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Oil Prices Spike Despite Saudi Plan For Unprecedented Oil Export Surge

Update: So much for any drop in the price after the Saudi production boost report: the market appears far more focused on the news of a potential sharp drop in Iran exports, and as a result the price of WTI has spiked above $70 for the first time in a month.

(Click to enlarge)

Just hours after the US Energy Secretary Rick Perry told reporters that deal between OPEC and Non-OPEC countries may "not be enough" to relieve supply constraint stress in global oil markets, Saudi Arabia has reportedly decided to take matters into its own hands, and according to Bloomberg the kingdom is planning to pump a "record amount of crude in July, embarking on one of its biggest-ever export surges to cool down oil prices."

Effectively Saudi Arabia is doing unilaterally what last week's OPEC meeting failed to collectively by assuring the world of a major production boost, thereby pushing the price of oil lower, as Trump had been demanding.

According to Bloomberg reports, Saudi state oil giant Aramco plans to boost production next month to about 10.8 million barrels a day, the people said, in the process surpassing the previous record high of 10.72 million barrels a day in November 2016.

The move, as Bloomberg adds illustrates the "unprecedented response to the pressure U.S. President Donald Trump has put on OPEC to supply more oil."

(Click to enlarge)

The monthly increase would mark an unprecedented monthly surge in output from a nation which in May told OPEC it pumped 10.03 million barrels a day.

The actual production level in July will depend on demand for exports and domestic consumption, so could end up ranging between 10.6 million and 11 million barrels a day, the people said. Domestic oil use surges during summer months as the kingdom burns crude to generate electricity for air conditioning. Related: A Storm Is Brewing In The Southern Gas Corridor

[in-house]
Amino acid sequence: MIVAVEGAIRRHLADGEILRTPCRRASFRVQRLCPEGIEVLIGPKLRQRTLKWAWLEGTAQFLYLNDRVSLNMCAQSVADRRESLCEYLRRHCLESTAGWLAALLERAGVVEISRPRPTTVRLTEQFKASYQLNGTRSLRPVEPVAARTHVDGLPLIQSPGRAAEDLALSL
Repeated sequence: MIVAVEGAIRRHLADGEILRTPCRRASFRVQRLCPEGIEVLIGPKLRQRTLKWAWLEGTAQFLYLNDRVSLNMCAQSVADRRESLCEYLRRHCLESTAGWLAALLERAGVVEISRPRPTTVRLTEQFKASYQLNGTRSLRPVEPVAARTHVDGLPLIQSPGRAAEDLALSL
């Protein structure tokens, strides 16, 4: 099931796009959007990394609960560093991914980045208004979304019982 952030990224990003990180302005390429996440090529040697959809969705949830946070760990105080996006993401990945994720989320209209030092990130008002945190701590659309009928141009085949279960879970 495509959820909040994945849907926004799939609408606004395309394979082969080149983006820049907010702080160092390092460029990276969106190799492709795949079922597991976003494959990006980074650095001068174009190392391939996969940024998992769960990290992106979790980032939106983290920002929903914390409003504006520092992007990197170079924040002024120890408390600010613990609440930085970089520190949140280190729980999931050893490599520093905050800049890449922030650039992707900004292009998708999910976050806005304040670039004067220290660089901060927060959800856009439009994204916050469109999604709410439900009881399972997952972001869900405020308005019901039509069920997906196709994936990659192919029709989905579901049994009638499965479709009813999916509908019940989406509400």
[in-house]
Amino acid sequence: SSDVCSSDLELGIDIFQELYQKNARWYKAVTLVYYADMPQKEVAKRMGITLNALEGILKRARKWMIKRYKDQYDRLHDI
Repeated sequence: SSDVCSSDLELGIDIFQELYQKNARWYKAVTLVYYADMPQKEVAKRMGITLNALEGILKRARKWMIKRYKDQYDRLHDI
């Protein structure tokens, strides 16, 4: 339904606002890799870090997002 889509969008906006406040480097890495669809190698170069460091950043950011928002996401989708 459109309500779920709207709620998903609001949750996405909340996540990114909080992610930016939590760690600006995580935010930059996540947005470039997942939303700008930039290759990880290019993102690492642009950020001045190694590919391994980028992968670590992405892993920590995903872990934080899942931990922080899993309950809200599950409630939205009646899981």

The Saudis have been under growing pressure from Trump to pump more oil ahead of the U.S. midterm elections in November, and to lower prices which have threatened to undo the economic boost from Trump's tax cuts.

To be sure, Trump has publicly complained about OPEC policy and rising oil prices on Twitter. Moreover, U.S. lawmakers have resurrected the "No Oil Producing and Exporting Cartels Act," or NOPEC, which proposes making the group subject to the Sherman antitrust law that was used more than a century ago to break up the oil empire of John Rockefeller.

"Looks like OPEC is at it again," Trump tweeted in mid-April. Then after last week's meeting Trump lashed out again: "Oil prices are artificially Very High! No good and will not be accepted!"

Coincidentally, as Bloomberg broke the news about the imminent Saudi boost, a State Department official said that the U.S. is pushing allies to cut oil imports from Iran to zero by Nov. 4, adding that the U.S. isn’t granting waivers on Iranian oil imports ban.